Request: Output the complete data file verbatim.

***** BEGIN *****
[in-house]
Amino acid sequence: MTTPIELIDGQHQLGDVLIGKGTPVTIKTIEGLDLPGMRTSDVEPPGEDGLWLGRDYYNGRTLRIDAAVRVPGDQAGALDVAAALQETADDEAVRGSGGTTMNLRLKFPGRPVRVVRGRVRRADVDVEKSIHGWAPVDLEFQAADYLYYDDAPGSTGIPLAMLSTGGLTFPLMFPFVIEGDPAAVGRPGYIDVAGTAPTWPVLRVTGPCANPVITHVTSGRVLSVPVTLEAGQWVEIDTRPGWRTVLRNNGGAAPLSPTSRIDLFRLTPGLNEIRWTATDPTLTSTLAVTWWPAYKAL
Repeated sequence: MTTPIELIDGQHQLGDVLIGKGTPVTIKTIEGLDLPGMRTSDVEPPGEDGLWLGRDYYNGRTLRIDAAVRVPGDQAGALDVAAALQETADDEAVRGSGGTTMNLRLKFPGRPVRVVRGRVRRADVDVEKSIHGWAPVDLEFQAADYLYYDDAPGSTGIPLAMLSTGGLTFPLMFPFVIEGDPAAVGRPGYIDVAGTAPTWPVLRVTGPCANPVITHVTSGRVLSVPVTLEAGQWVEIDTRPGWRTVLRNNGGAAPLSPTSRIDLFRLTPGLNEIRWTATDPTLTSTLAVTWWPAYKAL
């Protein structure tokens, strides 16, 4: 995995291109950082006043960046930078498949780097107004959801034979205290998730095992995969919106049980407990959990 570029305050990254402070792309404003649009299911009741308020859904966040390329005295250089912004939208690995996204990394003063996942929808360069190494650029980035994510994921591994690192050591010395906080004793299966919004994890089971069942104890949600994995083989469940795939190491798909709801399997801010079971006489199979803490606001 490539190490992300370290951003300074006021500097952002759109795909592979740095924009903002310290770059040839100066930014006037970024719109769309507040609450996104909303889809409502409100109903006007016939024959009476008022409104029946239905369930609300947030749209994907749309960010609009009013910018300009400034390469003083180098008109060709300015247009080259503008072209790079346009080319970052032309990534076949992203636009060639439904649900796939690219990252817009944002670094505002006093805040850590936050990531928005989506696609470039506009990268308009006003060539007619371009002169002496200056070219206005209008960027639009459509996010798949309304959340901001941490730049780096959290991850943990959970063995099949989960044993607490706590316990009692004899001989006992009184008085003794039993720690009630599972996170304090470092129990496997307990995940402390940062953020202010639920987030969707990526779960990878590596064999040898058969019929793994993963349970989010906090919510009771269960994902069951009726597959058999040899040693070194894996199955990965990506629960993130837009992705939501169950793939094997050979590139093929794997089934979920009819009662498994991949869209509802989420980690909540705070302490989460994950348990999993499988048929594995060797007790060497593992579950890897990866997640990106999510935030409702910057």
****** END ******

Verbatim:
[in-house]
Amino acid sequence: MTTPIELIDGQHQLGDVLIGKGTPVTIKTIEGLDLPGMRTSDVEPPGEDGLWLGRDYYNGRTLRIDAAVRVPGDQAGALDVAAALQETADDEAVRGSGGTTMNLRLKFPGRPVRVVRGRVRRADVDVEKSIHGWAPVDLEFQAADYLYYDDAPGSTGIPLAMLSTGGLTFPLMFPFVIEGDPAAVGRPGYIDVAGTAPTWPVLRVTGPCANPVITHVTSGRVLSVPVTLEAGQWVEIDTRPGWRTVLRNNGGAAPLSPTSRIDLFRLTPGLNEIRWTATDPTLTSTLAVTWWPAYKAL
Repeated sequence: MTTPIELIDGQHQLGDVLIGKGTPVTIKTIEGLDLPGMRTSDVEPPGEDGLWLGRDYYNGRTLRIDAAVRVPGDQAGALDVAAALQETADDEAVRGSGGTTMNLRLKFPGRPVRVVRGRVRRADVDVEKSIHGWAPVDLEFQAADYLYYDDAPGSTGIPLAMLSTGGLTFPLMFPFVIEGDPAAVGRPGYIDVAGTAPTWPVLRVTGPCANPVITHVTSGRVLSVPVTLEAGQWVEIDTRPGWRTVLRNNGGAAPLSPTSRIDLFRLTPGLNEIRWTATDPTLTSTLAVTWWPAYKAL
């Protein structure tokens, strides 16, 4: 995995291109950082006043960046930078498949780097107004959801034979205290998730095992995969919106049980407990959990 570029305050990254402070792309404003649009299911009741308020859904966040390329005295250089912004939208690995996204990394003063996942929808360069190494650029980035994510994921591994690192050591010395906080004793299966919004994890089971069942104890949600994995083989469940795939190491798909709801399997801010079971006489199979803490606001 490539190490992300370290951003300074006021500097952002759109795909592979740095924009903002310290770059040839100066930014006037970024719109769309507040609450996104909303889809409502409100109903006007016939024959009476008022409104029946239905369930609300947030749209994907749309960010609009009013910018300009400034390469003083180098008109060709300015247009080259503008072209790079346009080319970052032309990534076949992203636009060639439904649900796939690219990252817009944002670094505002006093805040850590936050990531928005989506696609470039506009990268308009006003060539007619371009002169002496200056070219206005209008960027639009459509996010798949309304959340901001941490730049780096959290991850943990959970063995099949989960044993607490706590316990009692004899001989006992009184008085003794039993720690009630599972996170304090470092129990496997307990995940402390940062953020202010639920987030969707990526779960990878590596064999040898058969019929793994993963349970989010906090919510009771269960994902069951009726597959058999040899040693070194894996199955990965990506629960993130837009992705939501169950793939094997050979590139093929794997089934979920009819009662498994991949869209509802989420980690909540705070302490989460994950348990999993499988048929594995060797007790060497593992579950890897990866997640990106999510935030409702910057």